Aside from its popularity with locals, the Conservatory also became a standard stop for any visitor to San Francisco, including Civil War veterans, convention attendees, Presidents, and fellow horticulturalists and gardeners.


Since its opening, the building has endured several accidents and natural disasters. In 1883, a fire started in the furnace, resulting in the destruction of the central dome and many exotic plants. With no public funds available for repairs, Charles Crocker came to the rescue with a $10,000 donation. During this restoration, the dome was raised by six feet and the eagle finial on top of the dome was replaced with the planet Saturn, likely a reference to the ancient Roman god of agriculture. In 1895, the Conservatory received electricity for the first time when a motor was installed that helped to regulate temperature.

Although the 1906 Earthquake and Fire brought devastation to San Francisco, the Conservatory was relatively unharmed. The area leading up to the building, known as Conservatory Valley, became Refugee Camp No. 7, which housed homeless from the disaster in over one thousand temporary tents.

A fire originating in the furnace room damaged the Conservatory again in 1918, resulting in the partial collapse of the glass roof and damage to the Potting Room. By the 1930s, the building faced a new danger: neglect. Budget cuts, a result of the Great Depression, resulted in the reduction of park services and staff. Necessary repairs were not made, and on several occasions the Conservatory was threatened with closure.

The most devastating damage in the Conservatory’s history was caused by a wind storm in 1995. After a turbulent winter, 20 percent of the trees in Golden Gate Park were toppled, changing wind patterns and leaving the Conservatory exposed. Gusts of over 100 miles per hour in the early hours of December 12 smashed into the Conservatory, shattering 40 percent of the glass and destroying a portion of the rare plants within. With millions needed for repairs, the building was closed, with many fearing it would never open again.

Local fundraising efforts were soon underway, and the Conservatory’s plight was brought to national attention in 1996, when it was placed on the World Monuments Fund’s list of 100 Most Endangered Sites. In 1998, First Lady Hillary Clinton visited the Conservatory to induct it into the Save America’s Treasures program, a joint partnership between the National Trust for Historic Preservation and the National Park Service. Publicity from these efforts eventually led to a fundraising campaign that raised the $25 million dollars needed for rehabilitation, which included support from the Richard & Rhoda Goldman Fund, as well as significant fundraising support from the San Francisco Parks Trust, now called the San Francisco Parks Alliance and the San Francisco Garden Club. Restoration began in 2000 around many of the building’s immovable plants, and the opportunity was also seized to refresh the Conservatory’s exhibits. A grand public reopening was celebrated on September 20, 2003.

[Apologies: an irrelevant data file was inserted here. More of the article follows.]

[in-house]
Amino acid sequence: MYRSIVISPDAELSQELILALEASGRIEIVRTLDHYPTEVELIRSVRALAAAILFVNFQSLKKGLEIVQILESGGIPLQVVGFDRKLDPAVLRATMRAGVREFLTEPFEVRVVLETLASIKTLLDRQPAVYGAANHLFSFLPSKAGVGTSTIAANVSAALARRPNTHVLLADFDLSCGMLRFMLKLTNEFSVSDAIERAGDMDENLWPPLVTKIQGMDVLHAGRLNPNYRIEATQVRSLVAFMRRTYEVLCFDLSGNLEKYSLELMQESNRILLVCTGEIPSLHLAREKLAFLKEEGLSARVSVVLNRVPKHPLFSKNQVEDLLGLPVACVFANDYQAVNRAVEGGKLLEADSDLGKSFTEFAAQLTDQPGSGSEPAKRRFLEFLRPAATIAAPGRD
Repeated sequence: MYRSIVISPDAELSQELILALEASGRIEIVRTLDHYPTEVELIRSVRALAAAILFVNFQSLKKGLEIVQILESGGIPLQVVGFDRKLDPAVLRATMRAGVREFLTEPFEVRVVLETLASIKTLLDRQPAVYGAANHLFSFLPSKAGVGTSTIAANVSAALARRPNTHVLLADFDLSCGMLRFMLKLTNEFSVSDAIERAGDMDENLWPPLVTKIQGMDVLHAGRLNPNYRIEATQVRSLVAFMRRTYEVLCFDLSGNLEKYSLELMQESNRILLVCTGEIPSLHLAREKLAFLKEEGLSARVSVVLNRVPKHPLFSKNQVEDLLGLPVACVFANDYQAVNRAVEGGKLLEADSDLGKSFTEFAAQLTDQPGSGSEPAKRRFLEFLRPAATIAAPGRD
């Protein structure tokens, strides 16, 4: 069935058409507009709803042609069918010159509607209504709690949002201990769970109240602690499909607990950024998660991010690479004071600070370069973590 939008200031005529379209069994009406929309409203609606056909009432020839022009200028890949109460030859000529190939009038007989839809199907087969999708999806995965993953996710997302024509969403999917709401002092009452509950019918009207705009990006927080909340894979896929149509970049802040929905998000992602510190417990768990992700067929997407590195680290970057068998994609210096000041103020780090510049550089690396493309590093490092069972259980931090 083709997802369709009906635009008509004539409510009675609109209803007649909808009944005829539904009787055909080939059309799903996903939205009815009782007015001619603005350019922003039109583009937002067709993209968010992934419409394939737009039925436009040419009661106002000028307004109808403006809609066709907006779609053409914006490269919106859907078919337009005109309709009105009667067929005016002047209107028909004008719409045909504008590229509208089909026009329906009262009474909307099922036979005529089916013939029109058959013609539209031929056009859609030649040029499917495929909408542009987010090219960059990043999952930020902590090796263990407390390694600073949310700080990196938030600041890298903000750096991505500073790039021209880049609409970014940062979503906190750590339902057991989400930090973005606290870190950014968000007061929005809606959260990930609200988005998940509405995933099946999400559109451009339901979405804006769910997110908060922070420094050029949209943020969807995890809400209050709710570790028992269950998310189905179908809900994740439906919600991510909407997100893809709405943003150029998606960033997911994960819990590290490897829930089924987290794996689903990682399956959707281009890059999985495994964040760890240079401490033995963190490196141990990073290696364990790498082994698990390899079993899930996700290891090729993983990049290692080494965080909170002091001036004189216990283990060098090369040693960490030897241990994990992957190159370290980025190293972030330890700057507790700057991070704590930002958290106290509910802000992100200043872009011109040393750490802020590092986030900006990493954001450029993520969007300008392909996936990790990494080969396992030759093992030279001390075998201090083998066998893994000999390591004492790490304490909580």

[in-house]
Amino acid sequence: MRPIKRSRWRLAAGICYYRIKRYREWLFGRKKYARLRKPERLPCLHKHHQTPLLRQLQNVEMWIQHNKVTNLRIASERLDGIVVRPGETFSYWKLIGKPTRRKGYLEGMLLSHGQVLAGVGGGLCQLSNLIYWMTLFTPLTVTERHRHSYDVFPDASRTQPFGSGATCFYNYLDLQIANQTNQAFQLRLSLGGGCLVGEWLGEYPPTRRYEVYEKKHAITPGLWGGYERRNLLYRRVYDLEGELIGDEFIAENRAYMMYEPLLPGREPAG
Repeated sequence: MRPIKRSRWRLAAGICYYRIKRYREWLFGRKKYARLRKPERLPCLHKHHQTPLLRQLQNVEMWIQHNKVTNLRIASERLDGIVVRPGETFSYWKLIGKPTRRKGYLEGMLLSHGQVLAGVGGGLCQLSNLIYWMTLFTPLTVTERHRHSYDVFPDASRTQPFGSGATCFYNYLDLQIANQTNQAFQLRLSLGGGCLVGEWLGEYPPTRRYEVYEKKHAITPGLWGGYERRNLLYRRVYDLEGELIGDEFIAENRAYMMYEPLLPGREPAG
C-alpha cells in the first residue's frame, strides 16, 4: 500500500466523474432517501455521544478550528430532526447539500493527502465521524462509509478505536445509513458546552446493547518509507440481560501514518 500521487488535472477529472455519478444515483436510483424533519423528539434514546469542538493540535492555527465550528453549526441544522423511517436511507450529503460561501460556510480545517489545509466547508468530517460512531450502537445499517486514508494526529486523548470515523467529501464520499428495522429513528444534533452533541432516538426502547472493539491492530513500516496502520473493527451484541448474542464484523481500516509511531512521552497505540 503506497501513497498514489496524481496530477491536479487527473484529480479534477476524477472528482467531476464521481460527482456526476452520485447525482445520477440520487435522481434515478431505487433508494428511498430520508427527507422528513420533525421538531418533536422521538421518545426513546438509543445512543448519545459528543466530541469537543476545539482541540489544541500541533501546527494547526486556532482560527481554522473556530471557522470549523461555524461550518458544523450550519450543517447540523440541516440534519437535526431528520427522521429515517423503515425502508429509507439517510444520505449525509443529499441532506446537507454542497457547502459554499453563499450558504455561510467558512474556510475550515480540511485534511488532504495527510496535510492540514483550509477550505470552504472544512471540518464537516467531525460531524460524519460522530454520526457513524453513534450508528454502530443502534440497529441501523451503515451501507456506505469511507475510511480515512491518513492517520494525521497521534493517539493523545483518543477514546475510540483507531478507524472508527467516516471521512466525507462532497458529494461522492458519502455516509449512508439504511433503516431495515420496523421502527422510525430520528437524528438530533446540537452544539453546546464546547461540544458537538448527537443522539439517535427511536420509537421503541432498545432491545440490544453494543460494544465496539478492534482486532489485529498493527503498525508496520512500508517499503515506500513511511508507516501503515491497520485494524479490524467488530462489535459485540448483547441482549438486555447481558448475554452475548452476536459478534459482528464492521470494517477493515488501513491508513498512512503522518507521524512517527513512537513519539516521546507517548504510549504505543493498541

Since 2003, millions of visitors have walked through the doors of the Conservatory of Flowers, including tens of thousands of school children on free educational tours and hundreds of wedding parties utilizing the most romantic spot in San Francisco. This modern version of the Conservatory strives to connect people and plants in a way that is most meaningful for the Bay Area community and for visitors from around the world.

Travelers from the coldest places on earth stroll through the warm galleries filled with rare and unusual plants. Locals learn about current horticultural and gardening trends like aquascaping, find inspiration in the Conservatory’s living walls, and take workshops on building terrariums out of repurposed materials. The Conservatory holds talks by renowned authors, including Amy Stewart, author of Wicked Plants and From The Ground Up. Additionally, the Conservatory is a place where horticultural societies, botany students, and young plant enthusiasts gather to study collections and ensure passion for living museums and conservatories will continue to flourish.

The Conservatory of Flowers has garnered numerous local, state, and national awards, and was listed on the National Register of Historic Places in 1971.

Marissa Fong